Accompanying the photos is the seemingly smaller amount of text. As noted in the introduction, the author prefers pictures and may find text to be boring. The material offered focuses mostly on description and on identification. After reading through many species, the smaller amount is actually strengthened by the conciseness and potency of the information given. This will prove to be very useful for beginning to intermediate birders. The text, backed up by the photo, points out the long undertail coverts of the Connecticut Warbler, the contrasting white undertail coverts of the Tennessee Warbler, and the dark eye of a first year White-eyed Vireo in the fall/winter. Additional notes that are useful are key comments on the bird's behavior and habitat.
Which of the beginning, intermediate, and experienced birders will appreciate this book the most? Probably the intermediate, who is looking to learn from those additional tips and views which are abundant in this book. The experienced birder will immensely enjoy the thousands of photos but probably won't read or see anything new. In contrast, the beginning birder will certainly like the great photos but the sheer volume of birds and the crowded, busy pages may be daunting.
The author said in the introduction "a picture says 1000 words", promoting the quick mental snapshot of an image versus reading and memorizing information. However, quickly interpreting a picture or a view of a bird in the field comes with experience - and frustration. The newer birder often does not know what in the photo may demand extra attention; what things must be compared; how to read relative sizes and shapes; etc. The beginner won't have the experiential knowledge needed to free him from the text and to rely on only the photos. Having just said that, any birder will still greatly enjoy this book so long as he knows what is and is not in this book. - (written by Jack at Avian Review with sample pages, February 2011)
I've listed several related books below...
1) Kaufman Field Guide to Birds of North America by Kaufman
2) Birds of Eastern North America: A Photographic Guide by Sterry
3) National Geographic Field Guide to the Birds of Eastern North America
4) The Sibley Field Guide to Birds of Eastern North America by Sibley
5) Peterson Field Guide to Birds of Eastern and Central North America by Peterson
6) Stokes Field Guide to Birds: Eastern Region by Stokes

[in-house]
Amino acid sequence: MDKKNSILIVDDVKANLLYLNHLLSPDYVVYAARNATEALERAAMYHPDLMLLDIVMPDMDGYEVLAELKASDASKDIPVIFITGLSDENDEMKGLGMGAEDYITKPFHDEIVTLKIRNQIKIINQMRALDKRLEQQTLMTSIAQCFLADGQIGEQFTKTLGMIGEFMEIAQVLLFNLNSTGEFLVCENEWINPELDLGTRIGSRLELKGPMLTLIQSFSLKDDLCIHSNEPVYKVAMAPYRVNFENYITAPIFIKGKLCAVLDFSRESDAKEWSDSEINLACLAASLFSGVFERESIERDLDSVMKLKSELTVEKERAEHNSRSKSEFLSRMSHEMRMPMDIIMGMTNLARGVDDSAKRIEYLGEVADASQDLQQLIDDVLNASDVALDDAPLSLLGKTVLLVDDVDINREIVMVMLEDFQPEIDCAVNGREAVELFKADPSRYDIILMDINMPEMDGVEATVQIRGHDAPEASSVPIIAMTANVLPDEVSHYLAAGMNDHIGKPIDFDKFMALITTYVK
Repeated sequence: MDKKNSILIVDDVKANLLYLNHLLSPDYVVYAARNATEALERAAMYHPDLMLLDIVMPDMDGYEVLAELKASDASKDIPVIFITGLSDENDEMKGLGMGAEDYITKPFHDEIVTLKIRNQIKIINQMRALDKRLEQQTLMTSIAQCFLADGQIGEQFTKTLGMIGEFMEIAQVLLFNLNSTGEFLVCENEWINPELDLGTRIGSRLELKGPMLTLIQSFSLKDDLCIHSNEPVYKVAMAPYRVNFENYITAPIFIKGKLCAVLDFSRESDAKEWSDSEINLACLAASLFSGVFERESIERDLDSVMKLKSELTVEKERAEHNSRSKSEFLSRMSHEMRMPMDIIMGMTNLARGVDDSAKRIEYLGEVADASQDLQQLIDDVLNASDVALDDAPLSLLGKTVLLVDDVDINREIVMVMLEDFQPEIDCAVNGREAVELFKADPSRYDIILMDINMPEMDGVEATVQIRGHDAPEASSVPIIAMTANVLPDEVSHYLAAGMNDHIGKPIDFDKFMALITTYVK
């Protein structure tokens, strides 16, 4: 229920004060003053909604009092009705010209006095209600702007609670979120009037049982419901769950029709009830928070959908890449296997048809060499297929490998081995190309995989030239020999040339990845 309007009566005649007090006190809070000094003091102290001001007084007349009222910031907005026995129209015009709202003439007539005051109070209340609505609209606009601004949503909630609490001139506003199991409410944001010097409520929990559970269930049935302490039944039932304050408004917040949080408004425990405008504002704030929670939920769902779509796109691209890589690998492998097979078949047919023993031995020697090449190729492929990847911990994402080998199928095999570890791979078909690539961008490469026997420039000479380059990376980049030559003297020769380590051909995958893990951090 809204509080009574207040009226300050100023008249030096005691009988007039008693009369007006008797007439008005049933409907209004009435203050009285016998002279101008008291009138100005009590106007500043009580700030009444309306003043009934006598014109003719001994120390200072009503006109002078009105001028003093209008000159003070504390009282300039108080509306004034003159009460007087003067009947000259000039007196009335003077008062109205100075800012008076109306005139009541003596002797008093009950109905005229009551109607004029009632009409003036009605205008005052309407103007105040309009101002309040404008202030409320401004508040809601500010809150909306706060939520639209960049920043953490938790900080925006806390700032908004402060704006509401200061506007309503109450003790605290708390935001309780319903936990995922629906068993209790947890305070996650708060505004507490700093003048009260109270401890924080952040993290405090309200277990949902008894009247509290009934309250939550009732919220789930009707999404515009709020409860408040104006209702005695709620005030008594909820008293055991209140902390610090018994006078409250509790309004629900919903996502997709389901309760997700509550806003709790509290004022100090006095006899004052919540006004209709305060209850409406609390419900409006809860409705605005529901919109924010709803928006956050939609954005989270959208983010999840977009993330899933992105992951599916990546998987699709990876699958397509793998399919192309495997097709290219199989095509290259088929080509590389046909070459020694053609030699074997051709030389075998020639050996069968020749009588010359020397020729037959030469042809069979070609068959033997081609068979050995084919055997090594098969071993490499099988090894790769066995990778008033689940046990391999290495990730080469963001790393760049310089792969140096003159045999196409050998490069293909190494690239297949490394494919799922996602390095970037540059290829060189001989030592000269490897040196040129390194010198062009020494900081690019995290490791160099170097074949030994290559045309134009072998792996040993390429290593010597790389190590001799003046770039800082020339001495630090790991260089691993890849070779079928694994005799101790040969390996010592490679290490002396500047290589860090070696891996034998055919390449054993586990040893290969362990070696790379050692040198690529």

7) The Stokes Field Guide to the Birds of North America by Stokes
8) National Wildlife Federation Field Guide to Birds of North America by Brinkley
9) Smithsonian Field Guide to the Birds of North America by Floyd
57 of 66 people found the following review helpful
on March 23, 2011
At first, the new Crossley book seems like a great idea that was long in coming - publish a book for bird identification that presents photos of birds in natural settings, and in poses and positions that people will actually see in the wild instead of the Peterson style of consistent poses where most species on a page are in the same position. Peterson's book was great for many reasons but birds rarely showed themselves in his poses and this sometimes led to problems in identification.
What Crossley has done is take photos of a species from various times of the year and merge them onto a single photo plate, arranging the plate so that the birds look to actually be where they are presented. Most times these plates will show natural habitat and the birds are shown in places where you'd actually expect to see them; shorebirds are on beaches or mud flats, rails are in marshes, warblers in trees, etc. Many plates have images of birds in flight, including small passerines, in a manner and angle that is true to what we actually see in the wild. Where the book goes wrong for me is in the execution of this concept. Many of the images are extremely small on the page, making their usefulness less effective.
Some have argued to me that this is like natural birding - birds are often distant and seeing all the details of a close-up photo is impossible. Although I agree with this observation, I also think that it is ineffective to not provide all the detail that can be learned about a plumage or molt that can't be seen in these fingernail sized images. I remember when I first started banding how confusing it could be to have a bird that I had seen hundreds of times in the tops of trees in the hand, where every minute detail could be seen, and how the overload of field marks caused me to hesitate in some of my identifications. Details in bird observations are an example of where more is always better and Crossley fails to do that.